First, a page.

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8 Off 8th: Hosted by McKay's Books

8 Off 8th: Hosted by McKay's Books

Mon · April 24, 2017

Doors: 7:00 pm / Show: 8:00 pm


This event is 18 and over

Doom Country and Shitty R&B
Brian Smith and the Noise
Lovely Steel
Jonni Greth
Jonni Greth
Singer/ Songwriter Jonni Greth spent years traveling the Eastern United States-playing music in every town he visited- before arriving in Nashville. His style, which runs the gamut from spooky alt-country to lush, string-heavy Americana, revolves around his earthy fingerpicking style and warm, philanthropic melody lines. Greth draws inspiration from old hymnals, and from songwriting greats such as John Prine, Leonard Cohen, and Bill Mallonee.

At age six, Greth's father used the family's tax return money to buy his son a ¾ sized Gremlin acoustic guitar. A childhood hobby grew into a lifestyle as the young songwriter honed his craft at shows around the United States and overseas. His showcases included the Frank Brown International Songwriters Festival in Gulf Shores, Alabama, and Cornerstone Festival in Bushnell, Illinois.

Working the festival and independent folk circuits enabled Greth to connect with many other creative forces, such as bluesman Glenn Kaiser, who he lived with and worked beside for years. He has also collaborated with experimental folk artist Bill Tucker, and jazz singer/songwriter Ami Moss, who have both recorded Greth's songs. His religious imagery and roughly-hewn lyrics also inspired author Nick May to write his underground novella Megabelt.
"Get his album," said May, "Maybe you'll write a book."
Kirstie & David Frank
The Chewers
The Chewers
The Chewers are Travis Caffrey and Michael Sadler, two freaks from the woods of West Virginia. After incubating separately in the strange, timeless hills of the back-woods, they met and eventually wound up (quite arbitrarily) in Nashville, Tennessee.

Within a dense fog of cultish isolation, they create deliberately off-kilter music. Each Chewer plays various instruments which coagulate into an eclectic blend of deadpan, primitive rock, heavily focused on rhythmic interplay and unbalanced semi-melodic car-crashes.

The songwriting has a strong isolationist streak running through it. The songs feature characters who are immersed in psychological hells, struggling with deep disconnect and dissatisfaction with the society they live in. Though thematically dark, these subjects are presented with a crooked sense of humor and the absurd.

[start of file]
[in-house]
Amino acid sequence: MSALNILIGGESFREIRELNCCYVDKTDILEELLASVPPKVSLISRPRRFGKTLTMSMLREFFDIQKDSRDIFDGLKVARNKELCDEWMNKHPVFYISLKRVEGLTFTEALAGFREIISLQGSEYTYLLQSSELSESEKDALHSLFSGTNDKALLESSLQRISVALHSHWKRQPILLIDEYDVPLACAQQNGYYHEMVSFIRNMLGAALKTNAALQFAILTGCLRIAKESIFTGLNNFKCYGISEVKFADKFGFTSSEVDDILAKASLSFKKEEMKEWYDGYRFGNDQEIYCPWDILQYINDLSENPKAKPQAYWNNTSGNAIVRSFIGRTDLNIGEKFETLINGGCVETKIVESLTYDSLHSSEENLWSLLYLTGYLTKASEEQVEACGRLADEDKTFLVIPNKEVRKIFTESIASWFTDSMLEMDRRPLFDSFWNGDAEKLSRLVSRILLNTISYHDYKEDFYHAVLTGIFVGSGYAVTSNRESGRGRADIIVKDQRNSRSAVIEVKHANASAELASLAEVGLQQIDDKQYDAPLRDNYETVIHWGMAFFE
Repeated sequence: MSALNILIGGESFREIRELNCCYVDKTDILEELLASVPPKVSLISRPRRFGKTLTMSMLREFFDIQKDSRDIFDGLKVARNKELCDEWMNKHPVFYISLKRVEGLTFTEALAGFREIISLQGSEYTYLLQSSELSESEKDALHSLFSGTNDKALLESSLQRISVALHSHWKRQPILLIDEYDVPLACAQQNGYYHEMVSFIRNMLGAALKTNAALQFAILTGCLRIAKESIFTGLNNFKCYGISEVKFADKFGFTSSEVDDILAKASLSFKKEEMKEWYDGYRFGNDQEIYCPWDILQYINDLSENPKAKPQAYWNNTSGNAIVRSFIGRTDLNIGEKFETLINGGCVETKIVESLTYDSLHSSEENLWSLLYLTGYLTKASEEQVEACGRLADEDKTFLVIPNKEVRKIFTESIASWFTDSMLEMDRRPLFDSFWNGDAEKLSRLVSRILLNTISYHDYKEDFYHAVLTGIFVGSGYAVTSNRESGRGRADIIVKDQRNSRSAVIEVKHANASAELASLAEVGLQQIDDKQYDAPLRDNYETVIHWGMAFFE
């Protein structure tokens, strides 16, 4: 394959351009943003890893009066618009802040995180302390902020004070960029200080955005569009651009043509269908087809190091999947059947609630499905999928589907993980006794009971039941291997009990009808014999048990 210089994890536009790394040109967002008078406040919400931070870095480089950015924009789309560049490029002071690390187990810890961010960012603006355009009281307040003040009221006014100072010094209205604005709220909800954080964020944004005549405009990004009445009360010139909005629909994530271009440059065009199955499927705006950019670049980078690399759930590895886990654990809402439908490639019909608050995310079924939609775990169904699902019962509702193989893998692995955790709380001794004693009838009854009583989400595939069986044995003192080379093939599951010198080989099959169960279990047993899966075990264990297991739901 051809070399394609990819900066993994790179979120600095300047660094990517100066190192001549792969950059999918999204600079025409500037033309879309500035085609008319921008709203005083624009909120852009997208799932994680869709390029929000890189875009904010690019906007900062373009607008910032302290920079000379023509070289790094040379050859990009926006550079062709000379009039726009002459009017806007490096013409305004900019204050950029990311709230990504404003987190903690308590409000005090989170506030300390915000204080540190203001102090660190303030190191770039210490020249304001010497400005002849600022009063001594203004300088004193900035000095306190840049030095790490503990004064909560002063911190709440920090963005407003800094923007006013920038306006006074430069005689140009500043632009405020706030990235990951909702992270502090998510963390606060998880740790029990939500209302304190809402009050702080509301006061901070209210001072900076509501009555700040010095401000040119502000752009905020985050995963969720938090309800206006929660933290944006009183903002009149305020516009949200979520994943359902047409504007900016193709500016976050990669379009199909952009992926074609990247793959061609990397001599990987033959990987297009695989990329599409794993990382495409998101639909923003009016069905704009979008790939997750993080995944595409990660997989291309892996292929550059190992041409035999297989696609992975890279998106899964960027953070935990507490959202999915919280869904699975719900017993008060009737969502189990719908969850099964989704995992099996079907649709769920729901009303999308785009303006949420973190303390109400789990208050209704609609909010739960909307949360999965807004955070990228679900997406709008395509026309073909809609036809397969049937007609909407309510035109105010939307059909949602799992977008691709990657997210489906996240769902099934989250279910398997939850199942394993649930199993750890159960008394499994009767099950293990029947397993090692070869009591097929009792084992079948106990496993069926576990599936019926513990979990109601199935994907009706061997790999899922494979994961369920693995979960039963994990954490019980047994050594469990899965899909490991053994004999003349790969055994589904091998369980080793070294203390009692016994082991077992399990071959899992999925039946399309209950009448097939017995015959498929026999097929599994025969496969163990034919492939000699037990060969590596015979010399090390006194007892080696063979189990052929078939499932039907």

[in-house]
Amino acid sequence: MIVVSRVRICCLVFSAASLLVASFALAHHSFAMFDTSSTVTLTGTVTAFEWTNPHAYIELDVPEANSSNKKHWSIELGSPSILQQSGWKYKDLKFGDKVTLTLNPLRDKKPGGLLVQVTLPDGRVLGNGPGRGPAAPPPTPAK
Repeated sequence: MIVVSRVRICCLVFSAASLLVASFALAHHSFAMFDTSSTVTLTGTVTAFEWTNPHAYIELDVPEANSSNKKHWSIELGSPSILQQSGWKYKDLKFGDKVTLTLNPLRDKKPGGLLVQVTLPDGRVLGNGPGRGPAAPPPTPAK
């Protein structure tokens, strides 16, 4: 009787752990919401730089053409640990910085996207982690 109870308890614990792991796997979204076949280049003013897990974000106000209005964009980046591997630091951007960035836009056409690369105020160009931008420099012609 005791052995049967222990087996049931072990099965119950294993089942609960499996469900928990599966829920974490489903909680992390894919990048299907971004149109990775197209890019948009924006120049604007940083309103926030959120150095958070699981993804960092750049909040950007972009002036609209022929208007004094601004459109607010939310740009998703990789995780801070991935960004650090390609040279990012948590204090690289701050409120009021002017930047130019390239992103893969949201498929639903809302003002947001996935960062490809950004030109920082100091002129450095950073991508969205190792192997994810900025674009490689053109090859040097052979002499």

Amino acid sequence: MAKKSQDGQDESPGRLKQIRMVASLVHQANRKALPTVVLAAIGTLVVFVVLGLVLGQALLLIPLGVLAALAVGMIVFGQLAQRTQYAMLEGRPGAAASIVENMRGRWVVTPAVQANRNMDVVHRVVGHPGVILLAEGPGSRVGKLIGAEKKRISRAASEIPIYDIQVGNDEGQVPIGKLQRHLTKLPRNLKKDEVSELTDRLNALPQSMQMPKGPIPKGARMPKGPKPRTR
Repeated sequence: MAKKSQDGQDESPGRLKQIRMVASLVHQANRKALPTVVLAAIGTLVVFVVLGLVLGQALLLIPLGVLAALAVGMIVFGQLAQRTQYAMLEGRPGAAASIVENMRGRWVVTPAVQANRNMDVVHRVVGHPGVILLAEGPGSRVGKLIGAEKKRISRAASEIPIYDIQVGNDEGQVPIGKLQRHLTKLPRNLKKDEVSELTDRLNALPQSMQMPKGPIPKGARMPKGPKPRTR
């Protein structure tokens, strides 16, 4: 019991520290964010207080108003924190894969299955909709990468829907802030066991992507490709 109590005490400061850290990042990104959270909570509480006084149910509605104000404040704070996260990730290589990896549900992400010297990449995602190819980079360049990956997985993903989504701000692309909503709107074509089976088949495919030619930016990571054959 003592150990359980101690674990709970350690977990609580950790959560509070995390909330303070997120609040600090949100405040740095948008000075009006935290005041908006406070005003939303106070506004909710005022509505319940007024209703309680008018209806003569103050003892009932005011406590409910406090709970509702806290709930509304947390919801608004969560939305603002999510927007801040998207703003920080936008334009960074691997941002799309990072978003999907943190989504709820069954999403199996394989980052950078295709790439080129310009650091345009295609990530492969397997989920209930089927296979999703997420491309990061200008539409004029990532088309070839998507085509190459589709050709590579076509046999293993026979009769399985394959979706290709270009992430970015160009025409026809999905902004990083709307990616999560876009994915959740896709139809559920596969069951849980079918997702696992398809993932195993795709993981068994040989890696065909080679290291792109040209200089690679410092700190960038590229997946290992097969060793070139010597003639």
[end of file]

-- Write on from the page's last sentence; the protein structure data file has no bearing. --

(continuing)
Reviews of The Chewers

"Twisted hillbilly noise-rock...fascinating, unpredictable, and doesn't sound much like anything else I've heard lately."
-Music for Maniacs

"...full to the brim with mind melting, idiosyncratic, Beefheartian punk from the outer limits..."
- The Devil Has The Best Tuna

"Outstanding -- funny, weird, and rocking."
-Johnny Dowd

"...Pessimistic, avant-garde Americana, but with a wry sense of humor. The deadpan vocals delivered over a musical candy store backing are not for the squeamish. The songs, short as they are, demand the full attention of the listener...The duo wants to be heard, but crowd-pleasing isn't part of their vocabulary."
- Here Comes the Flood

"...Rugged, roughly-hewn, juddering oddball folk, the perfect soundtrack for a doomed world...Nightmarish, witty, compelling and deeply, deeply unusual."
-Neill Dougan (

"(They sound) as though a couple of tattooed hillbillies decided to retire early from the bathtub speed trade and form a band based on the Residents and Tom Waits records they found at a yard sale in Wheeling."
-The Weirdest Band in the World

"The Chewers address (themselves) to the awkwardness and uncertainty of real people, with rhythms that mimic the gestures of rock, but stumble along like the slightly-overweight and under-rested on their way to work after a disturbed night on a cheap mattress...There's creativity and intelligence in every moment of this album, even at its most random and bizarre, and its most serious points are directed via that most subversive of channels: laughter."
-Oliver Arditi (

"Most of what they do involves rudimentary guitar lines which complain like old suspension springs; drums thumped with a bastardized ritual technique; frowning, stump-handed bass playing which is too big for the room, but too inert to leave it. They sing, after a fashion -- usually in a menacing deadpan creak, sometimes in a gruff, lobotomized roar. Melodies are torn off, like unwanted paint. They strip everything down to a trapped and surly chug...Their Americana is absurd and brutal, part Faulkner and part 'Gummo'..."
- Dann Chinn (
The Billy Ocean
Venue Information:
The High Watt
One Cannery Row
Nashville, TN, 37203